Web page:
Spending any time online requires the use of passwords. Passwords are outdated and problematic and their days are numbered. The future is passwordless, but today we are still using them so let’s talk about some best practices when creating and using passwords.

Why are passwords bad?

Passwords are bad because people have bad habits.

  • We created passwords that we can remember based on names, dates and places, etc.
  • We use the same password on multiple sites and services.
  • When we are forced to change passwords, we only change a small suffix or a number.
  • Many sites encourage bad passwords with outdated password requirements and lengths.
Password vs. Passphrase

  • password: usually between 8-10 characters
  • passphrase: can be up to 128 characters in length and include spaces.

Password Best Practices

Use a passphrase anytime that option is available. You will need to try it out when creating a password as most web sites do not tell you if passphrases are supported. If the passphrase is rejected, then you can fallback to a shorter password.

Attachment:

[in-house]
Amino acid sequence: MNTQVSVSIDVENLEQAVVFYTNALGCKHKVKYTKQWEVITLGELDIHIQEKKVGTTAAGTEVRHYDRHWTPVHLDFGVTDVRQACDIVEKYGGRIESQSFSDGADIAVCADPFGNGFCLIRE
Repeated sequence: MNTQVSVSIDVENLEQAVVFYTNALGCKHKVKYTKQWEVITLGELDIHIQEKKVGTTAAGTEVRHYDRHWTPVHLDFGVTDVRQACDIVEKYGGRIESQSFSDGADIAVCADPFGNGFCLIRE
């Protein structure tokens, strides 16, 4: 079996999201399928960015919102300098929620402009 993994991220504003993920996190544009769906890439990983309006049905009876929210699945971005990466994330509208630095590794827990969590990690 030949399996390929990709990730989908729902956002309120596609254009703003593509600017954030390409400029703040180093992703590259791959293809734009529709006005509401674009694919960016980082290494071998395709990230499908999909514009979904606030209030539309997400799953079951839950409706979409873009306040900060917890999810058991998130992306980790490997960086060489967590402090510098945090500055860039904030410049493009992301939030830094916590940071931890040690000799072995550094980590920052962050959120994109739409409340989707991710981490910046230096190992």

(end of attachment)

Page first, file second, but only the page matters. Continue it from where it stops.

Use the following guidelines for creating strong passwords:

  • Never re-use the same password on multiple websites. Websites are commonly hacked and passwords are compromised. Hackers will attempt the compromised credentials on hundreds of other websites in attempts to steal identity, take over bank accounts, extort, etc.
    • You can check your email address against a known list of compromised accounts here:
  • Create STRONG passwords.
    • Passphrases
      • Use a full sentence including capitalization, spaces, and punctuation.
      • Use something you can remember like a quote from a song, book, or movie.
    • Passwords
      • Try and make them between 15-20 characters when allowed.
      • Add in numbers, capital letters and symbols.
  • Use a pasword manager

Password Managers

Password managers act as a secure vault to store website credentials and other sensitive information. Your password vault is secured by a strong passphrase and optionally a secondary form of authentication.

When using a password manager, it is easy to create strong and unique passwords for every site you visit.

Password managers can be used in a web browser and on a mobile device to store and retrieve passwords when they are needed.

Read More: multifactor authentication

Name Web Site Cost Description
Bitwarden $ Inexpensive and featured for power users.
Dashlane $$$ Polished and expensive. Best features available.
Lastpass $$ The most popular. Easy to use.
1Password $$ Best choice if you are using an Apple computer.